What did you learn from your experience using social media and other open source tools?

What did you learn from your experience using social media and other open source tools? Should they be used for teaching and learning? Tell the story of what you learned

Social media has changed my approach to learning, both a student and as an educator. I can leverage social media to collaborate, research, publish, and extend learning beyond my local environment. Also, I am allowed to showcase a reflection to a wider audience and this motivates me to want to learn and share more. Self directed learning is empowering. The social element provided within social media environments allow for a more free flowing approach to communication (Taylor, King, & Nelson, 2012). The freedom of information via social media provides educational platforms to users and students across the world. This presents both advantages and disadvantages to learning.

In a recent study, Fewkes & McCabe (2012) surveyed students and found that majority of participants, 73%, believed Facebook could be used as an educational tool,  citing benefits to include collaboration, homework assistance, productivity, and easier communication. However, only 27% of students surveyed had a teacher include Facebook in a learning activity. This to me signifies the largest issue facing schools. Teachers have had little training on how to integrate technology and social media into instructional activities. The learning curve is rapidly changing, Instructors need to not only learn how to utilize social media tools to advance their own personal learning, and they now must also leverage social media tools to facilitate a deeper learning experience. This requires strong professional development, time and support.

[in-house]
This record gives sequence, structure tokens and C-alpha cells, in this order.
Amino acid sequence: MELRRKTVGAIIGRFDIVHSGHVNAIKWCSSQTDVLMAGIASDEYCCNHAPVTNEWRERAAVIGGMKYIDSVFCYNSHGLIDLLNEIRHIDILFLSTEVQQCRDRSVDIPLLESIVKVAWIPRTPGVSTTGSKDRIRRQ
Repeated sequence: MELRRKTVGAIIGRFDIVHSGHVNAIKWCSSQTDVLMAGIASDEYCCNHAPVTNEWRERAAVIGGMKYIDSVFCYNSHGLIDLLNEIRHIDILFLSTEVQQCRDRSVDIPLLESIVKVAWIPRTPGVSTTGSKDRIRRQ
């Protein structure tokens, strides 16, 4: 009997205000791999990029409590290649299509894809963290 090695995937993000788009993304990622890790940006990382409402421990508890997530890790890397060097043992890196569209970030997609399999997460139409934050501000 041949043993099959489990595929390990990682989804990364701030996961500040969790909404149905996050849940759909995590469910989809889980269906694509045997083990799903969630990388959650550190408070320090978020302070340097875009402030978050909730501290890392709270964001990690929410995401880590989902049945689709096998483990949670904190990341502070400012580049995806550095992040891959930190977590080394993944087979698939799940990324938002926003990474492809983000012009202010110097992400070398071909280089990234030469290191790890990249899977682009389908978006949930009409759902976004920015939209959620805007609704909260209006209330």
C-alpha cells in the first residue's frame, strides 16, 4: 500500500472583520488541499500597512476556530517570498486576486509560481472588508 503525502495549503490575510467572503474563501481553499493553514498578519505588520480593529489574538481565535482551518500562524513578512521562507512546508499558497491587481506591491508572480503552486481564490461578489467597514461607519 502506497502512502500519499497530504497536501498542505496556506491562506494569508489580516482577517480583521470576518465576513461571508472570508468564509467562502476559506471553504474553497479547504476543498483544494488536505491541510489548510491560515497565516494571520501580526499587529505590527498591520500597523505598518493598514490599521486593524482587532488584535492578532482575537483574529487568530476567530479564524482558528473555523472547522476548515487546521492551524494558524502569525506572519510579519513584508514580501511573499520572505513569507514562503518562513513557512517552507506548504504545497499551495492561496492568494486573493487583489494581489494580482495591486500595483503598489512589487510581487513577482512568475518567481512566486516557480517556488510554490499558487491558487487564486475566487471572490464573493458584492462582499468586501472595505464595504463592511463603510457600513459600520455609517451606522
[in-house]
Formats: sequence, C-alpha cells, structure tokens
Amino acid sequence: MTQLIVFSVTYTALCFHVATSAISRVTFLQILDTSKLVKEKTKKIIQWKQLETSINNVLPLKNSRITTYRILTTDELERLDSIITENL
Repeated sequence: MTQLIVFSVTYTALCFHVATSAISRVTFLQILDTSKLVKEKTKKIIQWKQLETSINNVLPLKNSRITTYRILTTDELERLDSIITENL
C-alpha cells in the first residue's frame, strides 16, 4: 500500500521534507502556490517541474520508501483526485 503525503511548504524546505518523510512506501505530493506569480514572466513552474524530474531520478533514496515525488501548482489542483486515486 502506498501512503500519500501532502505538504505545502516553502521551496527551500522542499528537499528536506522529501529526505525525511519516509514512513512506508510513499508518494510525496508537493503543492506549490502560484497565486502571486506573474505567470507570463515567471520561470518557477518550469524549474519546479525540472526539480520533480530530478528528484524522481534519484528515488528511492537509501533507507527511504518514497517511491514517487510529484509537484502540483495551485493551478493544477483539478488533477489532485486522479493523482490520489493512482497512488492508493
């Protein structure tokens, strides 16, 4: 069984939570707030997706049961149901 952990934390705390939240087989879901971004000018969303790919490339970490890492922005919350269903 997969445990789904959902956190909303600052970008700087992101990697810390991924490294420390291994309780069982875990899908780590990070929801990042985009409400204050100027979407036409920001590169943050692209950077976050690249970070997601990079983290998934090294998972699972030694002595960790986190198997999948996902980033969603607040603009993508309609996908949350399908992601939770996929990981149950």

It is important that a teacher be present online and involves students to become both producers and contributors within a social media environment. Ignoring social media doesn’t provide solutions and fails students. Teachers and schools must model 21st century skill sets to students. Educational programs should promote social media tools and demonstrate appropriate use to a wider community. How will students choose to utilize social media tools if they are not exposed to using tools to advance a quest for knowledge? Social media provides classrooms with an opportunity to increase cognitive presence, teacher presence, and social presence, providing a more meaningful learning experience.